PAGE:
Instructions for the Final Exam
The final exam covers all topics we have learned in class. The
exam focuses about 45% on material from Midterm 1, about 45% on
material from Midterm 2, and about 10% on topics after Midterm 2.
The final exam is designed to test your understanding of statistical thinking and methods. You will not be asked to perform laborious calculations. For example, you don't have to calculate correlations or standard deviations of a list of numbers by hand. You will be asked to manipulate probability distributions, compute expected values and variances for discrete and continuous random variables, and compute covariances for two discrete random variables. You will be asked to use the law of iterated expected values. You will be asked to compute variances of linear combinations of random variables. You will be asked to compute maximum likelihood estimates for simple problems. Regression and Bayesian inference will be covered on the exam.
You may be given JMP output and asked to interpret it. For example, you may be given some problems with two or more sets of JMP output reporting the results of different analyses, and you have to choose the correct analysis. You do not need to memorize JMP commands or click-sequences for the exam.
You also will be asked some questions that are not attached to specific data. For example, you may be asked to design a particular study or to comment on the veracity of statistical statements.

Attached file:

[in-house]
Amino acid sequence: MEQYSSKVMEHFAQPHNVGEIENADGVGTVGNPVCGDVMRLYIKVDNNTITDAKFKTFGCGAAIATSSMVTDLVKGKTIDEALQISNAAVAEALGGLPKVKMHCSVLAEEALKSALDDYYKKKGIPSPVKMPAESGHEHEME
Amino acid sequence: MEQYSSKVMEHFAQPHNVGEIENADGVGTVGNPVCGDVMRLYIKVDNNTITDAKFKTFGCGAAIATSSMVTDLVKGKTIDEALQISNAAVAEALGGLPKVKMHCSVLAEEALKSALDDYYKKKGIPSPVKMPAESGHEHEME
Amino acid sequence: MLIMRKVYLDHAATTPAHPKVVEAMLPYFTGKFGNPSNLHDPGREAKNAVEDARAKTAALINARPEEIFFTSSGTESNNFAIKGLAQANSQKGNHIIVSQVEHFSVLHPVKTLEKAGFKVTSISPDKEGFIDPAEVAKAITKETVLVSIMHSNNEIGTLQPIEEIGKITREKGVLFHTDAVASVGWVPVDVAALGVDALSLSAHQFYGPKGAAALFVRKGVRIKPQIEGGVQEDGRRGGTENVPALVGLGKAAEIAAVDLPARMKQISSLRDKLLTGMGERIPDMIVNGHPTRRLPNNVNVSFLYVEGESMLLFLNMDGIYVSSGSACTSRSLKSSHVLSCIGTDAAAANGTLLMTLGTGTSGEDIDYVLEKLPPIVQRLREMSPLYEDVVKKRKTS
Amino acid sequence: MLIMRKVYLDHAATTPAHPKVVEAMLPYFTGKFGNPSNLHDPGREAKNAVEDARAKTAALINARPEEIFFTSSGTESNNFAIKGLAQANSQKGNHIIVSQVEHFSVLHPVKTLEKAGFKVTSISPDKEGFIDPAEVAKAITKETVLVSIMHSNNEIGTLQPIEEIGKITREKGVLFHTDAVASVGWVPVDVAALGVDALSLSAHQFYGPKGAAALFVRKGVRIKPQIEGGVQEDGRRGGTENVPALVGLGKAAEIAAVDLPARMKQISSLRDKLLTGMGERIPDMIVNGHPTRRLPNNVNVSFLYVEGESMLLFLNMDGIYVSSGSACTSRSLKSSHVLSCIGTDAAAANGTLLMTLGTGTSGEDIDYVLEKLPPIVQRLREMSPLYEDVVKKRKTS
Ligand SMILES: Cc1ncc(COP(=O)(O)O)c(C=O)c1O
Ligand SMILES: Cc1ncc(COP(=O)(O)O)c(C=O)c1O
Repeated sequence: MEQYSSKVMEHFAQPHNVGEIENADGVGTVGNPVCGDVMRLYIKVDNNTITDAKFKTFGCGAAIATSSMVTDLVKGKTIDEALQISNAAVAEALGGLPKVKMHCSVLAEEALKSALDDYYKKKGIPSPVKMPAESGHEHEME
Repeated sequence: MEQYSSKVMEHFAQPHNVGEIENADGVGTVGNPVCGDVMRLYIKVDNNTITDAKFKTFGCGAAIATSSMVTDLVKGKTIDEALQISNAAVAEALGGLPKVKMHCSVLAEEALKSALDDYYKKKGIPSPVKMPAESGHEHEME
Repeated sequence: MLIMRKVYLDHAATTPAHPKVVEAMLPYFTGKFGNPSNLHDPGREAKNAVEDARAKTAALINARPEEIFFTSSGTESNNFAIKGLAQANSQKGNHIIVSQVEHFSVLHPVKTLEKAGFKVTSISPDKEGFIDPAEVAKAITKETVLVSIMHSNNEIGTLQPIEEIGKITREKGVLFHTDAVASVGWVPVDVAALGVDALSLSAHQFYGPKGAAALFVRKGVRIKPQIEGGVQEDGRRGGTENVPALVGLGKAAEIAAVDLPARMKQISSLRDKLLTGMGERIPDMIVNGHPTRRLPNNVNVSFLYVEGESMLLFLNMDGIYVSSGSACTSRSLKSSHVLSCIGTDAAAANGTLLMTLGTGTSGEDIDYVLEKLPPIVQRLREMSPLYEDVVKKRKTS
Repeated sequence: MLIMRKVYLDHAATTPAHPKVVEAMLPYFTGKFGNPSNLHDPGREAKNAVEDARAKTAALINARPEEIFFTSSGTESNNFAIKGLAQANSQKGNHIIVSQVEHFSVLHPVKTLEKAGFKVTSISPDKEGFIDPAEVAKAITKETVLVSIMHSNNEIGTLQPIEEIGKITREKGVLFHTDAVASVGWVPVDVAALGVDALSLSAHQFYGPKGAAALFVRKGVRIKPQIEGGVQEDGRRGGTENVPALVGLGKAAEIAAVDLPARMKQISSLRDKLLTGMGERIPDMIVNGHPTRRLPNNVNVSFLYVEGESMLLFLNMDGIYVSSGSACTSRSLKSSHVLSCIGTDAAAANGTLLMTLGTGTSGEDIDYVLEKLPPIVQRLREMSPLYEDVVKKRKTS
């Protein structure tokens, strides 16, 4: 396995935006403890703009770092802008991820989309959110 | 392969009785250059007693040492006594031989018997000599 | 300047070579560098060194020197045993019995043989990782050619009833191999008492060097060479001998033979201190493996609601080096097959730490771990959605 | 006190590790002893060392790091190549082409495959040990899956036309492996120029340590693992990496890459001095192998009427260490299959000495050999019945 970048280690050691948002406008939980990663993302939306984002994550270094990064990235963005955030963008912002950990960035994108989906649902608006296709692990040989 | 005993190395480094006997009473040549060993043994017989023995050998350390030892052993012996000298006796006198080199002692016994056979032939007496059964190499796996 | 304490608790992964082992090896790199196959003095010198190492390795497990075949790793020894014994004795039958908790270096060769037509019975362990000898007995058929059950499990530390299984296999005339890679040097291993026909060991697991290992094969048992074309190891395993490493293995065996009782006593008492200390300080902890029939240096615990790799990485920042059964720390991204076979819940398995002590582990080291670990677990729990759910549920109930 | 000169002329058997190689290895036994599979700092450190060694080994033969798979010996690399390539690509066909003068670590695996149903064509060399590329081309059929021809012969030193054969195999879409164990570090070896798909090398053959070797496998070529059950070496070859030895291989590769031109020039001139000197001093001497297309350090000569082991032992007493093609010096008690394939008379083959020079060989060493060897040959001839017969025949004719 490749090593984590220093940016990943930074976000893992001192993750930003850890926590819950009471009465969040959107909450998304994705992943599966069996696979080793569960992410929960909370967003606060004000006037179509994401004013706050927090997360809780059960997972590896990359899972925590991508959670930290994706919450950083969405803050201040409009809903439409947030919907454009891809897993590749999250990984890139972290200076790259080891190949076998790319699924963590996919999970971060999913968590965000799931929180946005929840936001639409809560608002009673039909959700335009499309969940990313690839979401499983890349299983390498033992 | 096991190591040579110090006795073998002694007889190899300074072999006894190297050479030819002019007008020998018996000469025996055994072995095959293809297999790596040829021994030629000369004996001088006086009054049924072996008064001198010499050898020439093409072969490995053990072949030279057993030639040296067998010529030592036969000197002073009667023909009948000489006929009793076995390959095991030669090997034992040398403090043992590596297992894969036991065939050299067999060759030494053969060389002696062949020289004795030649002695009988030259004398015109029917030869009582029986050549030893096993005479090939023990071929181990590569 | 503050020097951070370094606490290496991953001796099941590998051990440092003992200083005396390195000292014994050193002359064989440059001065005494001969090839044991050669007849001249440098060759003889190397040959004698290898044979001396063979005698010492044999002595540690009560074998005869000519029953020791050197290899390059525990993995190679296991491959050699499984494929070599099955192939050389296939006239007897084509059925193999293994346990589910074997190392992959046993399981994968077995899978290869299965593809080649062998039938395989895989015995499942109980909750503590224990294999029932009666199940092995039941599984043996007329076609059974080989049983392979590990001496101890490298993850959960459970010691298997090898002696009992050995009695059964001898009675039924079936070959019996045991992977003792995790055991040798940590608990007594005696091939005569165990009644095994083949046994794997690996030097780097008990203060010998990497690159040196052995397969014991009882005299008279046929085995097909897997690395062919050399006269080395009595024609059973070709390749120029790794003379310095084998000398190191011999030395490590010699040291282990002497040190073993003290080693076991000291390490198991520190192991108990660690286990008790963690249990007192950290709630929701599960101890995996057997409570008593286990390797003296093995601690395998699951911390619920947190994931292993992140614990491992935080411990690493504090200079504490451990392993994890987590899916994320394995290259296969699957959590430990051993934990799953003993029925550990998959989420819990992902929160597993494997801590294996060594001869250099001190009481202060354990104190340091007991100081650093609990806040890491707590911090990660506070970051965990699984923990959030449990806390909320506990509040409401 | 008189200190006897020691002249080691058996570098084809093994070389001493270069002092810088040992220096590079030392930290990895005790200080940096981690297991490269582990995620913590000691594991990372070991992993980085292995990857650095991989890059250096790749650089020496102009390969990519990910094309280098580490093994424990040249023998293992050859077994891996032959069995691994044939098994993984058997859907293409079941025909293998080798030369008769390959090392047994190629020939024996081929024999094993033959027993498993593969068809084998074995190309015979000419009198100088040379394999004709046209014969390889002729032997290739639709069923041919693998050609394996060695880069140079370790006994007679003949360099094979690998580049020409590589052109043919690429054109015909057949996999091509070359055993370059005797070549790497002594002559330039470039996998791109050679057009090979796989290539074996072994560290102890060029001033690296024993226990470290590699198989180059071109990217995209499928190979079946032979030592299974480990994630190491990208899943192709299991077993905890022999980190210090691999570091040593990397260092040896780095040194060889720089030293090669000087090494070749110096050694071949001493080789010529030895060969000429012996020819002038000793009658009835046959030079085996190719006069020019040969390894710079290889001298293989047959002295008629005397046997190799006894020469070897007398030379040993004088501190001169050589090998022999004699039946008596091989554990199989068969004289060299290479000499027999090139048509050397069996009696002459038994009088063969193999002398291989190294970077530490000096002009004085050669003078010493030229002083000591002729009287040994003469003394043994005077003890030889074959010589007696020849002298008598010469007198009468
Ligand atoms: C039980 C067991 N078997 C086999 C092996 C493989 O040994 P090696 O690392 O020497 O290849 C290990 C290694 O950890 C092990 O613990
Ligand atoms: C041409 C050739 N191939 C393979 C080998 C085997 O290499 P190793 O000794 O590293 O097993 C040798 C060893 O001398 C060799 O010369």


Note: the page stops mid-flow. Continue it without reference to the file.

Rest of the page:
The exam is on Wednesday, May 2, 7:00 PM -- 10:00 PM.
During the exam, you are allowed to use two sheets of 8 by 11 paper filled with any information you want to put on them. Both sides of the sheets can be used. You cannot use any other material during the exam.
Bring a calculator. Bring your tables for the normal curve, the t-curve, and the chi-squared curve.
The exam is designed to take about 2.25 hours, although you have the full three hours to complete it.
Suggestions for Studying
A useful way to study for these exams is to do the problems from the supplement and from the text. Often, the hardest and most crucial part of statistical analyses is deciding which inferential technique to use. Thus, you may find it helpful to ask a friend to select problems from an introductory text book, have them cover up any instructions like "use a one-sample t-test to...", and then decide which procedure to use. This simulates real-life, and it also simulates the exam. You also should redo the probability problems form the supplement. You might alter the numbers slightly and check your answers with friends. Another great way to study is to write your own questions, then give them to study partners to take. This is especially good for the probability and sampling distribution problems and for deciding what analyses to use.
Below is a link to a whole bunch of practice problems. There
are more practice problems than will be on the final exam.
Some topics are not covered in the problems. They still may be
covered on the exam.